Nicholas Colt, the one who crawled from the wreckage of a chartered jet seconds before a massive fireball consumed his wife and baby daughter and everyone in his band. I let it tick off and then said, “You’re trying to locate someone?”
“Is this your wife and little girl?” She pointed at the framed photograph hanging near the gold record.
“Yes,” I said.
Twenty-some years had passed, but it was still difficult for me to talk about the tragedy. Especially with a stranger.
“You’re trying to locate someone?” I repeated.
Leitha blew smoke at the ceiling. “My sister. She ran away from home.”
“Sister. How old?”
“Fifteen.” Her voice broke slightly when she said it.
“I figured you to be about that age.”
“I’m twenty-three, Mr. Colt.” She sounded offended.
“Where’s home?” I asked.
She sat back down on the couch. “We live in Jacksonville, downtown in Springfield. I work at the hospital there. We’re orphans, Mr. Colt. Grew up in foster homes. When I graduated from nursing school, the state allowed me to take custody of Brittney. So, basically, I’m raising her.”
“My girlfriend’s a nurse,” I said. “I should have done something like that. Good money, never any shortage of work.”
Leitha laughed. “You should have been a surgeon. Seem to be pretty good with a knife.”
I cleared my throat. “How long your sister been gone?”
“Almost two weeks. She did it once before, ran away, but she came back after two days. I kept thinking she would come back again this time, you know?” Leitha stubbed out her cigarette. Her eyes were red now, on the verge of tears.
“You’ve contacted the police?”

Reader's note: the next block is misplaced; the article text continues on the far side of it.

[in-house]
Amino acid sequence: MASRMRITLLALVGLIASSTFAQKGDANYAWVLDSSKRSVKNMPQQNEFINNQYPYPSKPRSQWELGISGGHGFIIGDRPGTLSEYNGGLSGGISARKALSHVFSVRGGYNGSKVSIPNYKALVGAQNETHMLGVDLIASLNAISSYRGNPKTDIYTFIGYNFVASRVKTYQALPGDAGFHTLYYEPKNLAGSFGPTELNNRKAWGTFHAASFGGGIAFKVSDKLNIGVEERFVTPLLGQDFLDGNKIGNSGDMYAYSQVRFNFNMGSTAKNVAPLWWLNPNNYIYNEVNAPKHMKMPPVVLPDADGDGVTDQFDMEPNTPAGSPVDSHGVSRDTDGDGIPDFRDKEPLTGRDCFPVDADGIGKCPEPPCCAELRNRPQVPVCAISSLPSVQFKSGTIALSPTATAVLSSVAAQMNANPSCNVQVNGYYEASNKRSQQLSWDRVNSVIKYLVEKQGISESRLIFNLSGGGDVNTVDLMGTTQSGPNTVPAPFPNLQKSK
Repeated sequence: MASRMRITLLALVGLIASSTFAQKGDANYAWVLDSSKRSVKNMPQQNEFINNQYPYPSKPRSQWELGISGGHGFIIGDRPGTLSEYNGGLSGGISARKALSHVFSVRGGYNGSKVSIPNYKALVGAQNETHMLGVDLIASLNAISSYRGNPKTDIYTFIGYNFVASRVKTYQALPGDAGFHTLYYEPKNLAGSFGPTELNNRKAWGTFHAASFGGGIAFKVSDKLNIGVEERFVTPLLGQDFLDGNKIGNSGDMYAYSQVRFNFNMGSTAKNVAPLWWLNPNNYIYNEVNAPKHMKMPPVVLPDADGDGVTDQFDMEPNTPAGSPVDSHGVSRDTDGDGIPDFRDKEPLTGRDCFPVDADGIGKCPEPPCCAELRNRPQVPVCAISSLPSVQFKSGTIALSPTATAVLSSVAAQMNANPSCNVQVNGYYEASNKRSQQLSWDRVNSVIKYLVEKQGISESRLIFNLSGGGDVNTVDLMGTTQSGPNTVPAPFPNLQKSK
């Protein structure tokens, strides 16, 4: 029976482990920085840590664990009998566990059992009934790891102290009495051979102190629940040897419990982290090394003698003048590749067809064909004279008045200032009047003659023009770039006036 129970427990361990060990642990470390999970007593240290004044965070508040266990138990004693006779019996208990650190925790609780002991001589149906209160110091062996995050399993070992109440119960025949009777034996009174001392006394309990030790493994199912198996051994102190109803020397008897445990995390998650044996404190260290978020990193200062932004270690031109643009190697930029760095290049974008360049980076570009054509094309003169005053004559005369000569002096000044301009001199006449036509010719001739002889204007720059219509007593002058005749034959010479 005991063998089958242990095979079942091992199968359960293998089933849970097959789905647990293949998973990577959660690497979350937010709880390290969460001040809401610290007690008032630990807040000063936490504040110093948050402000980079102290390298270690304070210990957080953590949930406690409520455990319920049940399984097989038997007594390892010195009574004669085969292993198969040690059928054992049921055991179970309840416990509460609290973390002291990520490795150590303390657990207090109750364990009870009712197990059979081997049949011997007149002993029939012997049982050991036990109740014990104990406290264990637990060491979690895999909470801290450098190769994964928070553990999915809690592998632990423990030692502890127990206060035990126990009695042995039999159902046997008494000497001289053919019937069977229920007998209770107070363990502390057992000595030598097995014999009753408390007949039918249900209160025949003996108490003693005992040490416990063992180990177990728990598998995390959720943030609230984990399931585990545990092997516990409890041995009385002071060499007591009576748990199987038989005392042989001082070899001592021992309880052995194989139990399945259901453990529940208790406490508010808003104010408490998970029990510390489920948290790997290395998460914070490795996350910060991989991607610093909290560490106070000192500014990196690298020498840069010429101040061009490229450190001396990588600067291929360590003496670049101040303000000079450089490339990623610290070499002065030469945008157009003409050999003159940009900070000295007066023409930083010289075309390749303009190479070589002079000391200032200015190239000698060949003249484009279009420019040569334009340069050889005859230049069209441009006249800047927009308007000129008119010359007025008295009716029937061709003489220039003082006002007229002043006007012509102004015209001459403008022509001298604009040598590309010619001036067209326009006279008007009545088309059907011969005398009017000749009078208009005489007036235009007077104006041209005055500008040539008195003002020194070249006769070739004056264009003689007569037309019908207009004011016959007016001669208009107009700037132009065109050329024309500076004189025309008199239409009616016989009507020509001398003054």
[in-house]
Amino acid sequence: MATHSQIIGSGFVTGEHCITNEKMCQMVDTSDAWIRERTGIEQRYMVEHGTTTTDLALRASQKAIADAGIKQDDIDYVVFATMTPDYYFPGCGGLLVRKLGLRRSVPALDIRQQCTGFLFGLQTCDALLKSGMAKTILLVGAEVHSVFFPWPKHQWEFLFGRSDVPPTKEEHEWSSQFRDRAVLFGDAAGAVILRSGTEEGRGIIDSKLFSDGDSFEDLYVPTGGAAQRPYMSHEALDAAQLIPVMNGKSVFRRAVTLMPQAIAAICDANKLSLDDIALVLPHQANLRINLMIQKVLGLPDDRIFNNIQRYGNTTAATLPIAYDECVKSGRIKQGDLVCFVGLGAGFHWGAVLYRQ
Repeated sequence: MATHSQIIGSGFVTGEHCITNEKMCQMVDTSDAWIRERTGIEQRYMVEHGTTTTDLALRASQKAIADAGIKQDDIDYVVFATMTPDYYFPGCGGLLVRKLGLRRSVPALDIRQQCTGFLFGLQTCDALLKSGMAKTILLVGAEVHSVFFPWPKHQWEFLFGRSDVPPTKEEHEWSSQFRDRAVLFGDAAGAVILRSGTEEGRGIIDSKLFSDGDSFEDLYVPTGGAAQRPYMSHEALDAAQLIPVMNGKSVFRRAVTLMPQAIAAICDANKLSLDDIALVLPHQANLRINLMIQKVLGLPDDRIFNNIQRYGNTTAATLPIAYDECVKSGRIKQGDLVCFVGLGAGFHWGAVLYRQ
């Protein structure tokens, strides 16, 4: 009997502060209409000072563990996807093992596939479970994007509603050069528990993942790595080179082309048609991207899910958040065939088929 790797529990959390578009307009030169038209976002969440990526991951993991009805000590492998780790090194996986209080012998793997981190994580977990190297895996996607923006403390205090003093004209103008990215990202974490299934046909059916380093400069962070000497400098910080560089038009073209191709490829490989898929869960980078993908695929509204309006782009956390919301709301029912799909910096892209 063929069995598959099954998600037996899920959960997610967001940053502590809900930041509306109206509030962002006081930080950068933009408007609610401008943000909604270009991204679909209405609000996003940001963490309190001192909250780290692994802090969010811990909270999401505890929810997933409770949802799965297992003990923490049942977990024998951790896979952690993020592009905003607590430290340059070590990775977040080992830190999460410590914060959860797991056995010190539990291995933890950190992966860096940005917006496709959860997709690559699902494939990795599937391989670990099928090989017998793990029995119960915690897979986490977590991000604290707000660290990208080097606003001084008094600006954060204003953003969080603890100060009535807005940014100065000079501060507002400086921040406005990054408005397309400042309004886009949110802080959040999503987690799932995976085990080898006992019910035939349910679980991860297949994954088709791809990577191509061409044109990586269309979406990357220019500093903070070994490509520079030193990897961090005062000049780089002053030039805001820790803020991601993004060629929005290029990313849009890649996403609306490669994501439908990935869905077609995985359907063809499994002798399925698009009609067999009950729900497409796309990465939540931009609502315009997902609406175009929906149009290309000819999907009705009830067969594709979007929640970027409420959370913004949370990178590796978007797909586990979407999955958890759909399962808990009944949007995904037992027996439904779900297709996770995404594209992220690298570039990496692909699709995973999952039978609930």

“That’s the thing. I’m afraid to. I’m afraid they’ll take her away from me and put her back in foster care. Please don’t tell the police, Mr. Colt.”
“Call me Nicholas. You sure she ran away? Sure she wasn’t kidnapped or something?”
“We had a fight. It was a week ago Saturday, August fifth, right before she left for her tennis lesson. She’d started hanging out with a guy named Mark Toohey. He was way older than her, like nineteen, I think. Seemed like an all right guy, just too old for Brittney. I told her Mark could come to the house when I was home, but that she wasn’t allowed to go off with him in his car. She freaked. She called me a bitch and said I wasn’t her mom and all that. You
know, the usual bullshit. I told her that as soon as she got home from her lesson, she was grounded for a week. Next morning I found this note under my windshield wiper.”
Leitha reached into her purse, pulled out a crumpled paper that had been torn from a spiral notebook. It seemed the note had gone to battle with a half-eaten red Twizzler stick. She peeled the sticky candy away, handed the note to me. I found my glasses and read it.